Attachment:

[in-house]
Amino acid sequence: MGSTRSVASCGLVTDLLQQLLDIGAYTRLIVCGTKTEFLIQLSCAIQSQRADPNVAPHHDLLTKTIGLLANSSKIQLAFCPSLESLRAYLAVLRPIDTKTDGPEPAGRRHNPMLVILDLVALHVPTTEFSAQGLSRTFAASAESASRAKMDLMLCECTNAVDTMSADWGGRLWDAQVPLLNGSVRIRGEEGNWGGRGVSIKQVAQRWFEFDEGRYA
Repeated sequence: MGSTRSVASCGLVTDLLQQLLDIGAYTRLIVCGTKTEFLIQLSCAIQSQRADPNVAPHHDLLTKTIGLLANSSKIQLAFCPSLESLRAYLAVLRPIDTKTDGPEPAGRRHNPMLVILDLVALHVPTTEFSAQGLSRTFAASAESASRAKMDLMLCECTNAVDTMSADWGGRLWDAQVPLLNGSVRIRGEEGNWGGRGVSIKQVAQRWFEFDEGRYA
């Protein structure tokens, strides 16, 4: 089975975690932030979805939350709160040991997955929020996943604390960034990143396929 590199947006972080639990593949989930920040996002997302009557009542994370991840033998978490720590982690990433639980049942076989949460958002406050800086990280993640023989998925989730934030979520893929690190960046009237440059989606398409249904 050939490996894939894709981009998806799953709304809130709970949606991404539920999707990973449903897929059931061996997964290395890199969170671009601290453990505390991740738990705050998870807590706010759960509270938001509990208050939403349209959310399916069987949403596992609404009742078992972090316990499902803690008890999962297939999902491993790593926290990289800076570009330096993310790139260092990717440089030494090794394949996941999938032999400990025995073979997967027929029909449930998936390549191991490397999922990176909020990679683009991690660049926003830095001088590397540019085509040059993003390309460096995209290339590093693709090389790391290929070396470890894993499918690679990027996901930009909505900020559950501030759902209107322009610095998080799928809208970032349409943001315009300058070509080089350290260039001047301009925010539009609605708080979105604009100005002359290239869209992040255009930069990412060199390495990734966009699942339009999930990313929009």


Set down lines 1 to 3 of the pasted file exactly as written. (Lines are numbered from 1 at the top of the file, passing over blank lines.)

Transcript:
[in-house]
Amino acid sequence: MGSTRSVASCGLVTDLLQQLLDIGAYTRLIVCGTKTEFLIQLSCAIQSQRADPNVAPHHDLLTKTIGLLANSSKIQLAFCPSLESLRAYLAVLRPIDTKTDGPEPAGRRHNPMLVILDLVALHVPTTEFSAQGLSRTFAASAESASRAKMDLMLCECTNAVDTMSADWGGRLWDAQVPLLNGSVRIRGEEGNWGGRGVSIKQVAQRWFEFDEGRYA
Repeated sequence: MGSTRSVASCGLVTDLLQQLLDIGAYTRLIVCGTKTEFLIQLSCAIQSQRADPNVAPHHDLLTKTIGLLANSSKIQLAFCPSLESLRAYLAVLRPIDTKTDGPEPAGRRHNPMLVILDLVALHVPTTEFSAQGLSRTFAASAESASRAKMDLMLCECTNAVDTMSADWGGRLWDAQVPLLNGSVRIRGEEGNWGGRGVSIKQVAQRWFEFDEGRYA